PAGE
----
With a press release, the Natural Perfumers Guild (NPG) has defined what is considered a natural isolate by its standards, to which all perfumers endorsed by the guild will have to abide.
In the same go, NPG has defined what Guild perfumers should NOT consider “really natural” although they are “legally natural” according to international standards.
In brief, natural isolates are those single molecules extracted from essential oils and natural raw materials existing in Nature, while single molecules extracted from Bio-Tech made material are NOT natural.
I fully endorse the definitions of the NPG and we shall refer to them as a standard definition of natural isolates in our ECLIP list of perfume ingredients.
This is a more courageous stand than it appears at first sight, because it openly clashes with the interests of the industry for which bio tech molecules are a new gold mine.
The big players of the perfume industry get rich on research that brings to light new aromas, that is, new molecules, for which they have a patent and are the unique authorized manufacturers.
The patent on aromatic molecules have created a state of monopoly for many aromatics. This monopoly gives complete control of the market to a single company and these patents are at the origin of the wealth and power of the majors.
With the advent of bio technologies a door is opened to new incredible possibilities, because not only new molecules can now be synthesized and patented, but also new processes to obtain existing molecules with existing micro-organisms and also, in some cases, new micro-organisms genetically modified that are at the core of the molecules fabrication, can be patented.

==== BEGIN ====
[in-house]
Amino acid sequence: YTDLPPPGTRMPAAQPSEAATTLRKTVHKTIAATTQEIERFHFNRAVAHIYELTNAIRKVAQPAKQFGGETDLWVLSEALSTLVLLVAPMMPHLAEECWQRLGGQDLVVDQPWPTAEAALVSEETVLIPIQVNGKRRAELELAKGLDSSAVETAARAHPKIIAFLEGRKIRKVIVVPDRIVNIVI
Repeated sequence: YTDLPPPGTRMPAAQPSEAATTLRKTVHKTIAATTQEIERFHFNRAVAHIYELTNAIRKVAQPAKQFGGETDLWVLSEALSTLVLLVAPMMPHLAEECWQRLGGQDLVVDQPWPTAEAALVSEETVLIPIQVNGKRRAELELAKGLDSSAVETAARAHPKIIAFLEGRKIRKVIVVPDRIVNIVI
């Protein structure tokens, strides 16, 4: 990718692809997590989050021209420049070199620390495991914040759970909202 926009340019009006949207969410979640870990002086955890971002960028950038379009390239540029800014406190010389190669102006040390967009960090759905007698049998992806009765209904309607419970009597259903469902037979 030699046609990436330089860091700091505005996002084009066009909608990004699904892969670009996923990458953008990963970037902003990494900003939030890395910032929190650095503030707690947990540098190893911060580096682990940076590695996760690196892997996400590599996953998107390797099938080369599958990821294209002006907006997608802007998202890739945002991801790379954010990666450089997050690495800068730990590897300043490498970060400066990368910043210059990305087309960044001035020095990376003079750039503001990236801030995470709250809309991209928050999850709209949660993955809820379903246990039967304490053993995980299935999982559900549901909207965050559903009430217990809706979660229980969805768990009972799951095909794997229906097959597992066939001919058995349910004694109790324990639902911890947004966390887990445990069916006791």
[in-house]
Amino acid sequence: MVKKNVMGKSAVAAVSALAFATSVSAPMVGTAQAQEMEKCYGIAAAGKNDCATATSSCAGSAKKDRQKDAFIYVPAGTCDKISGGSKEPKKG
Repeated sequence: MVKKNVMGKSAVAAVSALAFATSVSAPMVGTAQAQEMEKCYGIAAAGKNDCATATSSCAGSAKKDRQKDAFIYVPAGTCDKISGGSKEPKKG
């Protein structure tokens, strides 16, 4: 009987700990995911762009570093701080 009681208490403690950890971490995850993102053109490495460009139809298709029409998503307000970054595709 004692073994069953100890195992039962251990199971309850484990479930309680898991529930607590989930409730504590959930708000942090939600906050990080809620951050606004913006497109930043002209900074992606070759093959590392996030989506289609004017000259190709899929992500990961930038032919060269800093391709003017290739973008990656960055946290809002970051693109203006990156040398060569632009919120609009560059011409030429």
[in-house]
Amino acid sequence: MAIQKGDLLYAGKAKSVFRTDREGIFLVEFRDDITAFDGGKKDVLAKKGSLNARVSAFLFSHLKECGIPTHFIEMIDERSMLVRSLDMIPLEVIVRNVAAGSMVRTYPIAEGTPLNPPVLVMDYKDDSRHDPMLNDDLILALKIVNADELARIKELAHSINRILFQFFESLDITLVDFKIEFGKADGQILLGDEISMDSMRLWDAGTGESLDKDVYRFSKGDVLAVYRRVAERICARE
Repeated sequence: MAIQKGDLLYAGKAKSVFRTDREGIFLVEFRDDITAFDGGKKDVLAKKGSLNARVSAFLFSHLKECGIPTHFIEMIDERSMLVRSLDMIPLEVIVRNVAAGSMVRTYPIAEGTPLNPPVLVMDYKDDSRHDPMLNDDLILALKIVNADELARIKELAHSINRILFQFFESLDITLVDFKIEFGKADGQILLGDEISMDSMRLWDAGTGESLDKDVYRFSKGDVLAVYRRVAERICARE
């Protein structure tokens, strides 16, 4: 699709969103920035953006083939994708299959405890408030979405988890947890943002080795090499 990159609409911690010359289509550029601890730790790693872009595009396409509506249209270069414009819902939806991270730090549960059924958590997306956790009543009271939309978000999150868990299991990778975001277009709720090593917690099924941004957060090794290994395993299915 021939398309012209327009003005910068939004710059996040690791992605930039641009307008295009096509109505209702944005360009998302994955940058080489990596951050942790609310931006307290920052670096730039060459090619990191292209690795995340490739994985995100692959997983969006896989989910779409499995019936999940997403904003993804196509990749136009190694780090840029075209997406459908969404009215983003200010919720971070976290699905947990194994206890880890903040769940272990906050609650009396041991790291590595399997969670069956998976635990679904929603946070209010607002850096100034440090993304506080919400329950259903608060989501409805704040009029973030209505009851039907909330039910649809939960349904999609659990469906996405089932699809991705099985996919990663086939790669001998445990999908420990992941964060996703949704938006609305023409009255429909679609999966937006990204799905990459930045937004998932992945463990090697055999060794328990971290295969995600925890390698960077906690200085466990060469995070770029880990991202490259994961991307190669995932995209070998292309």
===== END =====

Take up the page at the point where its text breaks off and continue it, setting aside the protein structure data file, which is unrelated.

I was stunned during the presentations of such molecules that their smell and olfactory comportment was so typical of the chemical synthetic products but they were presented to perfumers as natural, organic and certified Ecocert.
When I asked the producers, as one of their long time customer, what was the material of origin of the essence, they just replied to me that this information was reserved because it was protected by a patent.
Were I to ask if the micro organisms used in the process were GMO, what do you think would have been their answer?
They are just bound to declare that the molecules have a bio-tech origin. That’s all.
This is what I cannot accept for my customers, even in the name of freedom of creativity and of Art (to me this is just the new ego-trip of the new wave indie perfumers), I cannot accept the secrecy that surrounds these materials, using them on blind trust in the corporations, while our whole recent history from Bhopal to Lehman has proved again and again that one cannot trust the corporations when their interest conflicts with the one of mankind.
Now, the stand of the NPG will not please the industry, and certainly not its “cultural and educational arm”, the Fragrance Foundation, the organization that gives the FIFI awards all around the world.
I believe that the chances of NPG perfumers to win a FIFI are now very slim. As are the chances of any blogger who will support the stand of NPG (Yes, the FF has made a FIFI also for bloggers to make sure they do not deviate from their “philosophy”).
I do not know what is behind a philosophy that certifies “organic” a molecule that does not exist in nature, and I do not know what big interests are behind this insistence to call the bio-tech molecules “natural”.
Maybe someone who reads this can inform us. Economic strategies of corporations fly far over my head, and I can hardly manage a month by month economy in the rough seas of the crisis.
I am a small fishing boat on the ocean, or rather a frail Kayak, corporations are supertankers. Let us hope that at the command there is not a Captain Schettino.